Friday, November 16, 2012

Haiku for the week

Speed, danger, and noise;
Smells of oil, rubber, metal.
Modern gladiators.

I happen to be down in Hong Kong for the week of the Macau GP. One of my unexpected vices is that I am a bit of a petrolhead, have been a motor racing fan since childhood. The Macau event is one of the most famous in the world, held on a twisty street circuit similar to Monaco. I've been wanting to go for years - and, finally, I am realising my dream.

I'll probably be deaf by Monday.


Froog said...

Actually, my Macau experience was a big disappointment.

Opting for the vaunted Lisboa grandstand was a mistake. That corner - a tight right-hander leading into an uphill straight, reminiscent of Monaco's Ste Devotte - is certainly fun: the track seems to have low grip here, and the cars often get very twitchy in the middle of the corner. Unfortunately, the positioning of the stand sucks: it's not really on the corner itself, but alongside the end of the preceding straight; and it's not offset at an angle at all, but parallel to the straight. Moreover, the track is so narrow, and the barriers so high, that - unless you're lucky enough to be in the front two or three rows, you can't see the cars coming down this straight: they hug the outside of the track, tight on the barrier, all the way down, and are completely invisible. And the stand is too far from the corner - unless perhaps you're right at the left-hand end of it - for you to see anything of the following straight up the hill. You basically get a one or two-second glimpse of the cars slithering through the apex of the corner, and that's it.

I suspect the much more open Reservoir stand gives a more extensive and satisfying view of the track. And it also has the advantage of being right next to the ferry terminal, so you don't have to bother about getting downtown.

I suspect, though, that this event just isn't that great a spectator experience anywhere. The view of the track - unless you're fortunate enough to have an apartment or a hotel room high above it, is always going to be extremely limited because of those high crash barriers. And the course doesn't seem that interesting, anyway: it's twisty, yes, but it doesn't seem to have Monaco's thrilling mix of fast and slow corners, nothing that requires quite the balls-out precision of the swimming pool complex.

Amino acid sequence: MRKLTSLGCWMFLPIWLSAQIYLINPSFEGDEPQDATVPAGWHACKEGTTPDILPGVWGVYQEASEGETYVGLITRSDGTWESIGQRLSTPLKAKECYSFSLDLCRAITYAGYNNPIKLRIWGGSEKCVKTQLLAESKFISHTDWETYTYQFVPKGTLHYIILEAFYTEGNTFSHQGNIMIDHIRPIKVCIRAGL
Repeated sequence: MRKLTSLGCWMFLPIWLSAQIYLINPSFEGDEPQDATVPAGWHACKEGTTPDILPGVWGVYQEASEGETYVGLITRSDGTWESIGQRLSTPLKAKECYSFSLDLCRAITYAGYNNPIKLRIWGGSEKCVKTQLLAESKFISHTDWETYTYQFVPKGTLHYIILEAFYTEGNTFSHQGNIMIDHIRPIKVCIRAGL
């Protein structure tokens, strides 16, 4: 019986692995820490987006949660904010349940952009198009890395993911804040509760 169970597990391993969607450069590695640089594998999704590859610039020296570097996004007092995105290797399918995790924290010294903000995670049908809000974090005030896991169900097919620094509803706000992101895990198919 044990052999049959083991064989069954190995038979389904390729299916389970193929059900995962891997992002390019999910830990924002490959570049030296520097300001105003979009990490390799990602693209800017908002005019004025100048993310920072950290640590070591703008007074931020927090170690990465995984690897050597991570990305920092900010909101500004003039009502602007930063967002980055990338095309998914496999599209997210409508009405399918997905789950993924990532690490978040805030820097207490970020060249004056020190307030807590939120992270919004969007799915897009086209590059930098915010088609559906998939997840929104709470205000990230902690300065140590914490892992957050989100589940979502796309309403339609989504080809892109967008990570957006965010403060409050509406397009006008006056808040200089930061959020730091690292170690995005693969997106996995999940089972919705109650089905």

Froog said...

I also had a lot of hassle just getting there. Traffic between HK and Macau was so heavy on the Sunday that I had to wait an hour or more for an available seat on the jetfoil ferry, and I was probably lucky to get a ticket at all - should have pre-booked, I suppose. The immigration hall on the Macau side was so maxed out in the morning that it took nearly an hour to clear. And then it took bloody ages to find the entry to the grandstand (because it was hidden underground, and there were NO SIGNS!). So, having aimed to be there by 9am, it was actually nearly 11.30 before I took my seat, and I'd missed almost all of the morning's action.

There was then a long, LONG break with nothing happening. (The Motorcycle GP appeared to have been rescheduled until the end of the afternoon. And I had to miss that, because the start got further delayed by a screw-up with the national anthems at the end of headline F3 race. Really - the winner was left standing around like a lemon on the podium for 15 or 20 minutes while they tried to find the right music! And it was nearly dark - and I was already back at the ferry terminal, watching it on TV - by the time the motorbike event finished.)

A few nices passes by the veteran Swiss driver Alain Menu in the second Touring Cars race (although two-thirds of it was run behind the safety car after various prangs) provided the day's only highlight.

The weather was horrible, too: cold, grey, and smoggy.

And I suppose the atmosphere may have been a bit subdued - although I didn't learn about this until the next day - by the fact that there had been some serious accidents, and a couple of fatalities, during the warm-up and qualifying sessions earlier in the week.

Still, I might give it a try again one day - if I happen to be in that part of the world one November when the sun's actually shining. Even the wrongly hyped Lisboa stand doesn't completely sell out, it seems; and the other stands are much more affordable, and you can just walk in on the day.